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A lesbian couple going through relationship problems. Strangers in the woods. A hostile militia group. A rural zombie apocalypse: what an action-packed movie – a zombie film actually – feels all too familiar, but first-time director Steven Pierce tries his best with Herd. Speaking in an interview recently, Pierce called Herd “an extended episode of The Last of Us”. It’s got that vibe to it, if nothing else. However, despite its trim screenplay and low budget look, the picture occasionally pops thanks to thespians many of whom deliver memorable performances.

The plot of Herd involves one married lesbian couple trying to fix their shattered relationship. Jamie (Ellen Adair) and her wife Alex (Mitzi Akaha) go on a canoeing trip somewhere in rural Missouri; things get tense along the way. Alex is worried about Jamie being closed down while Jamie cannot get out of her traumatic past. When Alex breaks her leg, Jamie drags her wife to find help. Some locals seem friendly enough while others are more sinister than they appear to be or would admit; either way one thing is clear these two are at risk. Also there is, well you know they learn about zombie outbreak soon after that.

Herd was also written by James Allerdyce and Pierce himself and features Corbin Bernsen from The Resident and L.A Law as well as Dana Snyder who starred in Aqua Teen Hunger Force among others such as Jeremy Holm who acted in House of Cards,Timothy V.Murphy,Amanda Fuller ,and Jeremy again.

When Robert Miller (Bernsen) appears at his garage located in rural Missouri during the opening scene of Herd he urgently moves towards an old CB radio holding a gun trying to reach someone through frequency link-up that’s situated opposite him.Danger lies ahead.As expected we can see over his shoulder the now ever-familiar image – love it or hate it- we have come to associate with zombies since The Walking Dead opened the floodgates for zombie IP. There’s little added value from watching Robert fight this particular zombie compared to what we’ve already seen in other zombie stories, but there is a bit of intrigue here that draws you in.

The movie does provide some context, even if it isn’t entirely clear initially, when Jamie and Alex are shown planning their canoeing trip. There is a bit of angst here and in short flashbacks we see that Jamie has some unresolved issues from her past. These elements are further developed as the film progresses especially after Jamie and Alex capsized their canoe. On the highway, they meet a stranger called Big John Gruber (Holm) who might not be trustworthy. The sequence before describes why; albeit clichéd from other zombie flicks or TV shows it still works well here.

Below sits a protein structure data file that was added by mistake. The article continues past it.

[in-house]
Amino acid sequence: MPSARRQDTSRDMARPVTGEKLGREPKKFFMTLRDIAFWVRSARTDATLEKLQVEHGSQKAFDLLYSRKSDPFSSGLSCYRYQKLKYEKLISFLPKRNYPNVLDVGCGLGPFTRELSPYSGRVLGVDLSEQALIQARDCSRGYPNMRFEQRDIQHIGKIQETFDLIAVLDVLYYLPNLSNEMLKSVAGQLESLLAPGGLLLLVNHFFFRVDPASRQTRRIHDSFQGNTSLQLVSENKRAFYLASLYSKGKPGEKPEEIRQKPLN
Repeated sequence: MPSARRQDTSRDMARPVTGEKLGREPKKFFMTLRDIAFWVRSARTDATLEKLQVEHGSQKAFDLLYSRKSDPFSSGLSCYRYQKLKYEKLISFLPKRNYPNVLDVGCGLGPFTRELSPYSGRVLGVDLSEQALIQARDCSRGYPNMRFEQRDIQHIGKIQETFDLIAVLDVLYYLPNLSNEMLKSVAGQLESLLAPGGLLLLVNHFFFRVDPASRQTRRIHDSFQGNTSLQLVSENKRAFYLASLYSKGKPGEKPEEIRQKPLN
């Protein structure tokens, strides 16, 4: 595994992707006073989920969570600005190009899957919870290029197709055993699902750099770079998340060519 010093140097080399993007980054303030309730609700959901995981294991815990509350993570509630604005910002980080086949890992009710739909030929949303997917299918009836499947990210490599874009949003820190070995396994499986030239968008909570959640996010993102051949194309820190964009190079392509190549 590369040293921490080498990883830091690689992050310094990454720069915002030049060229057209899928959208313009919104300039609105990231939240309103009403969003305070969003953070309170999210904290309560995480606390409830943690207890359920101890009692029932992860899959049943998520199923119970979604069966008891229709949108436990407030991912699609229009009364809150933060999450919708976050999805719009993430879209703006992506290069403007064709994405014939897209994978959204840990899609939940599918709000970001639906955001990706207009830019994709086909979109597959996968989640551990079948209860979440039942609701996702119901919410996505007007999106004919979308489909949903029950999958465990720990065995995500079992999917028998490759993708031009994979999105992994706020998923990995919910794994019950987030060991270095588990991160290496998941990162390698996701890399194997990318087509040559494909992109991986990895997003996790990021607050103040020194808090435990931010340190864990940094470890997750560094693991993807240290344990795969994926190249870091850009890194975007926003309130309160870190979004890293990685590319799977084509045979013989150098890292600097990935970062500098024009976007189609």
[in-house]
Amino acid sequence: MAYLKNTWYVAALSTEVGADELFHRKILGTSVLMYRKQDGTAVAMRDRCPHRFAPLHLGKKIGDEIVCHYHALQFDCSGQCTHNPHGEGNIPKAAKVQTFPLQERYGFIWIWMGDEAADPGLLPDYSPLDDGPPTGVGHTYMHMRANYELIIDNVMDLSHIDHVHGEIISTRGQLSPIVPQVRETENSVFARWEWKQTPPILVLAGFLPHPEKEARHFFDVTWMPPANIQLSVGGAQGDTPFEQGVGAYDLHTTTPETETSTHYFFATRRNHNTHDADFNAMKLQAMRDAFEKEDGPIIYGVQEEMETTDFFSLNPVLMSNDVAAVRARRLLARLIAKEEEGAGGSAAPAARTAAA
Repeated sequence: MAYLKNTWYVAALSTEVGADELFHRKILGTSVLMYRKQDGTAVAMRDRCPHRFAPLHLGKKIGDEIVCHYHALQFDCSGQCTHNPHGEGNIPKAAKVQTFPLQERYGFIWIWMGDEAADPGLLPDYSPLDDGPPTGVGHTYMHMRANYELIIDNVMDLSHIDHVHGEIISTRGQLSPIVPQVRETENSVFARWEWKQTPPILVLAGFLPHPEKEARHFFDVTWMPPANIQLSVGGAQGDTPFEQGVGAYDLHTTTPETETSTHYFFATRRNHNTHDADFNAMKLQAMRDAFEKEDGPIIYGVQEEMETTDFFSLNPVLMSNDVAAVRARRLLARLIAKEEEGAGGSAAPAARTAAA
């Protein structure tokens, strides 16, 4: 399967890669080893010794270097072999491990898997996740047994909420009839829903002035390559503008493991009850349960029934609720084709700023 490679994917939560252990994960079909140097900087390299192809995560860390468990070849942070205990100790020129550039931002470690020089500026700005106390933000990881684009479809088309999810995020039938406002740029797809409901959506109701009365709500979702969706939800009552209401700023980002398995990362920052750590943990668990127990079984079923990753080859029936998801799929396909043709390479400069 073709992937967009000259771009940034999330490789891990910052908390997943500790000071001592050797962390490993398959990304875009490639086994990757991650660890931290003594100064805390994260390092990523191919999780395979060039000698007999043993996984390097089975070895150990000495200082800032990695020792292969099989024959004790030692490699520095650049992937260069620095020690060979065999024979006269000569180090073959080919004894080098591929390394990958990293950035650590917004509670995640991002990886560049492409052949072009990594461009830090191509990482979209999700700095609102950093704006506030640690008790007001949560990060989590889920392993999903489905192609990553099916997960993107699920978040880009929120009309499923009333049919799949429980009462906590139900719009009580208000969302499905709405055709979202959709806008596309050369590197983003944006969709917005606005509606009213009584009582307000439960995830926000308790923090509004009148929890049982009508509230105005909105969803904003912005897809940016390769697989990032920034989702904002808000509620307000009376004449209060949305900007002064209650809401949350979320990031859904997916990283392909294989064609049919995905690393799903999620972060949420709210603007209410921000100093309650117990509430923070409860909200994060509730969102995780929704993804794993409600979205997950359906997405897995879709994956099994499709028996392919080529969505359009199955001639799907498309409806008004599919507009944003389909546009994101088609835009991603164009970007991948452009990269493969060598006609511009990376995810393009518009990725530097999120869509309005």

Jamie and Alex are taken in by Big John Gruber and soon introduced to others who have been holing up inside what looks like an underground shelter. There are some inconsistencies with this setting especially when you get to the end part of the movie only to realize that the zombie outbreak is relatively new. Conversely, these people appear to have taken refuge here for quite a while now. That may be overlooked by viewers because there is more depth and involvement than just zombies present in this area.

This tale is a story about Jamie the more it plays out and the more her past is revealed. Adair seems to be playing as a married woman who is at crossroads in life with Mitzi Akaha. She refreshingly performs very strongly by capturing the determined spirit that her character possesses. It appears to be quite easy, it appears, to overact Jamie a little bit by doing and saying things that are far too dramatic; however, miraculously enough, she becomes somebody you care about and cheer for – courtesy of Adair.

Small islands going against wider society, this is what Steven Pierce’s movie basically conveys. Including such an army group here sounds rather improbable especially as these criminals look like they walked out of The Expendables. Alpha males suited up Military trucks Big guns Many too many of them here in rural Missouri What this army unit has really fight with Big Jon Gruber’s gang isn’t obvious but knowing it doesn’t make the film any better than it already is.

Still there are some good things about Herd though . This fear comes through from several zombie scenes. The last episode of the movie makes one tense up. So why not see how it plays out since you are so deep into it by now? Herd works for telling a story of a woman who wanted to forget her past but ended up encountering zombies and being caught among men struggling for control.

However since we’re leaning into spinning modern stories here, what would it have felt like if things were spun differently here? Filmmakers: you’ve already given us something unique. A lesbian couple at a turning point Brava And this is a lesbian couple audiences are bound to care about Audience can easily relate with such a pair – so let’s push further Shall we try? A story where women ran the show would certainly be much more interesting but we need you big john gruber too big jane gruber sounds more captivating don’t you think? What if the women rounded up the townsfolk and took care of people? However… let’s not rewrite the film. Cowardly enough, despite some curious editing choices in Herd and occasionally feeling like it’s been lifted from The Last of Us idea box.

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